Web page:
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What are some things you've learned from 1983 Project, e-feds and armchair booking?


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#1 rzombie1988

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Posted 04 April 2017 - 07:20 PM

What are some things you've learned from 1983 Project, e-feds and armchair booking?

 

Some things I've learned:

 

- WWE having to book 7 hours a week of wrestling, plus another 3 on PPV weeks is something that I think is almost impossible to do well. There's too much time to fill. I couldn't do it and I'm not sure I'd even want to try.

 

- Not being able to cycle guys in and out makes wrestling booking 10x harder. It dooms certain people to certain spots and after a while, it makes everything just "meh". The territory system was the most perfect system wrestling could ever have. You bring guys in, milk them dry, get rid of them and bring them back years later when they are fresh again.

 

- Squash matches are really important. You basically sell off your pennies to get dollars. You use up the guys who mean little to make the guys who mean a lot worth more. This saves some of your lesser roster members from losing and keeps your top roster members strong.

 

- Managers are such a big part of making these systems work. They are great pieces. You can make anyone relevant with them. They never lose their heat because they don't wrestle, their crew does. You can keep them around for years as well without them getting stale.

 

- I really do think 6-7 weeks is the ideal amount of time to build up to a show. It gives you enough time to do some pre-building, the actual match/angle, some post angle stuff and then interviews and stuff to hype it up. Anything under a month is going to be too soon and anything over 2 months is too long.



#2 Laz

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Posted 17 April 2017 - 03:58 PM

Something from e-feds in particular, be my role as management or roster:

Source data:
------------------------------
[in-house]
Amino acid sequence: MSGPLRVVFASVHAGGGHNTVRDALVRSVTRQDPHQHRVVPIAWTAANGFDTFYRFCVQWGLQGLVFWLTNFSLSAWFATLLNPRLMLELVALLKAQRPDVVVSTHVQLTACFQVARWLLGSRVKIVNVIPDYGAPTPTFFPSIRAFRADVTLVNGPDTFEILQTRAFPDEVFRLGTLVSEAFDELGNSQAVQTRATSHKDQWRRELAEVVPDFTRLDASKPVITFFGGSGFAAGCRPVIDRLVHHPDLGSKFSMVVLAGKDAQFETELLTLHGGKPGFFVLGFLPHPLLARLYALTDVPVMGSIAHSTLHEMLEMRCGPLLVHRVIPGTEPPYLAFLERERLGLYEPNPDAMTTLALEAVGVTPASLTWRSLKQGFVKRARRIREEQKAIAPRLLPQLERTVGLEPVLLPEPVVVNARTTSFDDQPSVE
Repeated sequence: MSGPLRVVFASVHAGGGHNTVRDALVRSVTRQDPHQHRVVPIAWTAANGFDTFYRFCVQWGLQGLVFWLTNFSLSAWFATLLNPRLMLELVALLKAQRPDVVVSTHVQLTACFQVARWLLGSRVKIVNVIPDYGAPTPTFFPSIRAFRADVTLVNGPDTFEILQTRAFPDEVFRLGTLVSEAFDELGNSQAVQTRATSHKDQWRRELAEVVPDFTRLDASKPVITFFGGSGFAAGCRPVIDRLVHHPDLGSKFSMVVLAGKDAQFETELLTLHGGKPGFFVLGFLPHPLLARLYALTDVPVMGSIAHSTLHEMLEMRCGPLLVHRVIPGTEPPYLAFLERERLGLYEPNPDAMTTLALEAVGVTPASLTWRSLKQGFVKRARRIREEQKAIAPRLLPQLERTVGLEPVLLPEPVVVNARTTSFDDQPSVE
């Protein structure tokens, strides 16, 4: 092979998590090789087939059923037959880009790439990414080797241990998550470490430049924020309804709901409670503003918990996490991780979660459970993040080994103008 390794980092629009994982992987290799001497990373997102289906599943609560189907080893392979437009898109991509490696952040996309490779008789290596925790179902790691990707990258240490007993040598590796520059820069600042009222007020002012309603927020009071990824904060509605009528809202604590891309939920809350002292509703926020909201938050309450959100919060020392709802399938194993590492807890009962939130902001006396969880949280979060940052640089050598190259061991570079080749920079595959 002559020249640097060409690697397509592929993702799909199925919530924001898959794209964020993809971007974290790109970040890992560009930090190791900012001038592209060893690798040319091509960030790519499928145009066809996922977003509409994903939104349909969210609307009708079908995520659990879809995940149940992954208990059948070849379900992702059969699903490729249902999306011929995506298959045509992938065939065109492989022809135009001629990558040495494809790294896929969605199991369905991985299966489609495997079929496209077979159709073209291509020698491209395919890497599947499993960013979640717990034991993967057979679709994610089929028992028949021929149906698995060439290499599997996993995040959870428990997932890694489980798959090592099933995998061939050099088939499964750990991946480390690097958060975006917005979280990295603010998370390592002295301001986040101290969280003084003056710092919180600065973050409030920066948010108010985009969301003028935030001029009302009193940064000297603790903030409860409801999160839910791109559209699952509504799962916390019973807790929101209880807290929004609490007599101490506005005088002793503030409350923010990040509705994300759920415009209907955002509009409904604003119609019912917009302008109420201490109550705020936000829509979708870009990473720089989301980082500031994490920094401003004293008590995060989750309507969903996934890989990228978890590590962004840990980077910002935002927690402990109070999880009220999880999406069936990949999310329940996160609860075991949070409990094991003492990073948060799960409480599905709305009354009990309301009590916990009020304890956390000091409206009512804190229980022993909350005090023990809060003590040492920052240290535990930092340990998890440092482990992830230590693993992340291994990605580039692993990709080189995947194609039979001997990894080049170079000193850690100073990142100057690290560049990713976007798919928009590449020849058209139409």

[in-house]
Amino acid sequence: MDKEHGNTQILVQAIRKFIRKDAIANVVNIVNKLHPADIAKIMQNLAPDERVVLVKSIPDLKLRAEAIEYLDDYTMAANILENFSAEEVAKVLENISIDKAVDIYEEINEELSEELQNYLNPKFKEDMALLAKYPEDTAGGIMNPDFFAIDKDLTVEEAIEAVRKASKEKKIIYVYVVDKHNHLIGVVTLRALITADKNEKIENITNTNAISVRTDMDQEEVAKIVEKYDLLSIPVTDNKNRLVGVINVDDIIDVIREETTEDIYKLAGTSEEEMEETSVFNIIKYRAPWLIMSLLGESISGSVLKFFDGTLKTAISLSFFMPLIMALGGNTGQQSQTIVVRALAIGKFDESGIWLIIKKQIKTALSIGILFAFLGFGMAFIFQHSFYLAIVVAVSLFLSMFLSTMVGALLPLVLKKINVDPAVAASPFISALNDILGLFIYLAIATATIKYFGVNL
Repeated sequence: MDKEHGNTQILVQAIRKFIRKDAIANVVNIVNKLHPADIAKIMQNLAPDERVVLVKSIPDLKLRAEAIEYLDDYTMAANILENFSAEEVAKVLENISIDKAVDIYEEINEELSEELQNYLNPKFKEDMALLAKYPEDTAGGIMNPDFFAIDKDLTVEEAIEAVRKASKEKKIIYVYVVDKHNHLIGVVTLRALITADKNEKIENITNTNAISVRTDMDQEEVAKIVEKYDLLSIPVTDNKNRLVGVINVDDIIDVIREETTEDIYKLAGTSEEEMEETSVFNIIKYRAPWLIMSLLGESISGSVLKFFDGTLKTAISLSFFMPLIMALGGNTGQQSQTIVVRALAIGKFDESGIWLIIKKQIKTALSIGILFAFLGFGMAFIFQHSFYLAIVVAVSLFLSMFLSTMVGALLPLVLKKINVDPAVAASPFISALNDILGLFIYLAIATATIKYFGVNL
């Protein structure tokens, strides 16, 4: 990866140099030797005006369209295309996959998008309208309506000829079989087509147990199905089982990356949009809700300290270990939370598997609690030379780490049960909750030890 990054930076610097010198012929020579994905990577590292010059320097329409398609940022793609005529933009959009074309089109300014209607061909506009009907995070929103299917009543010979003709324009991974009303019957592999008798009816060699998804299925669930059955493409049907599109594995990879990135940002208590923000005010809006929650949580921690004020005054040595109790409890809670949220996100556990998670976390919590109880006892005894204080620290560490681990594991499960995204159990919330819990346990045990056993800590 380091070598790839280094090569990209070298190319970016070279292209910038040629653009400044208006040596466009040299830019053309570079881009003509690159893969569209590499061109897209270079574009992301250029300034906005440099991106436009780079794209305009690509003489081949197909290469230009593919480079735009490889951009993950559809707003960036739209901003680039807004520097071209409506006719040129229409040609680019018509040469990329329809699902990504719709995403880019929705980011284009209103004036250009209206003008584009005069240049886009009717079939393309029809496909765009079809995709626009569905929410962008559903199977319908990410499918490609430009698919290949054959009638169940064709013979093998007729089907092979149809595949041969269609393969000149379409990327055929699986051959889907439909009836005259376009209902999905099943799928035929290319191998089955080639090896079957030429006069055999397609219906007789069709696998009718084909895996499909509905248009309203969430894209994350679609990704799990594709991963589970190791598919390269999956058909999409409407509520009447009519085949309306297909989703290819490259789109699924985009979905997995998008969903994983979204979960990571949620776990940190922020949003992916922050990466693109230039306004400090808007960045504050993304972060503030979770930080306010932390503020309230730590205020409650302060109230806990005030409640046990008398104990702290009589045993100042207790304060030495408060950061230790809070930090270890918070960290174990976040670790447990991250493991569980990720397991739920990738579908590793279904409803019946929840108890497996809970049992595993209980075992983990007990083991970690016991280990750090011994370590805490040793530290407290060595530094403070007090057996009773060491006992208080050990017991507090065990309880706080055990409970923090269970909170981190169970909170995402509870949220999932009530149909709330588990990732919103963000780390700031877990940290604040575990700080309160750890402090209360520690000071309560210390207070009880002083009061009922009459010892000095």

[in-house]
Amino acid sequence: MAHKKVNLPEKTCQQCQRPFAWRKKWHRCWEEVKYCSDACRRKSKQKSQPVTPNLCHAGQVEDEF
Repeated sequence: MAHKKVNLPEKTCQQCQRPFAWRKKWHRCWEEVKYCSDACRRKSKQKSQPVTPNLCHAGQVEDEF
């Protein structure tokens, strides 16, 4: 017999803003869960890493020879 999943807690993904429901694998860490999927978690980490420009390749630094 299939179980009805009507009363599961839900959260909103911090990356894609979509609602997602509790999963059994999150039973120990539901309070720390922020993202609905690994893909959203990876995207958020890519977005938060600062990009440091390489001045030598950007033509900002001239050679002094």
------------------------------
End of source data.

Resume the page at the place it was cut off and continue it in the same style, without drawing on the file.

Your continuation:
-Come up with a set schedule and base less than half of the weekly cards on current storylines/feuds. Focusing on the emotional motivation for each bout is a quick way to burn out as then each match requires a "big time" feel. That's just not realistic. Having a more sports-centric cycle builds gradual heat, forces the roster to interact (great way to judge potential new stars), and allows fans to buy into the kayfabe again.

-Roster interaction is a HUGE thing that often goes overlooked. The Red Sox don't play the Yankees every week and a mid-season game with the Blue Jays could either go squash or highlight a new coach/player/etc. Cena's US title run proves this as close matches with undercard talent elevated all involved. A hierarchy is great, but a perceived glass ceiling kills interest both on the roster and in the stands.

-Gimmick matches should be special and fit the talent involved. Not every main event needs to be a cage match (or variation), not every tag match should involve a ladder, and a well-timed street fight can liven up a show whereas a poorly timed one can hurt everybody involved.

-Not everything has to be blown off all at once. If everybody on a show has a "WrestleMania moment," per se, then few are going to truly stand out. It's okay to blow off a hot feud between hive events and let others take the brightest spotlights. Think of it as a "mid-season finale."




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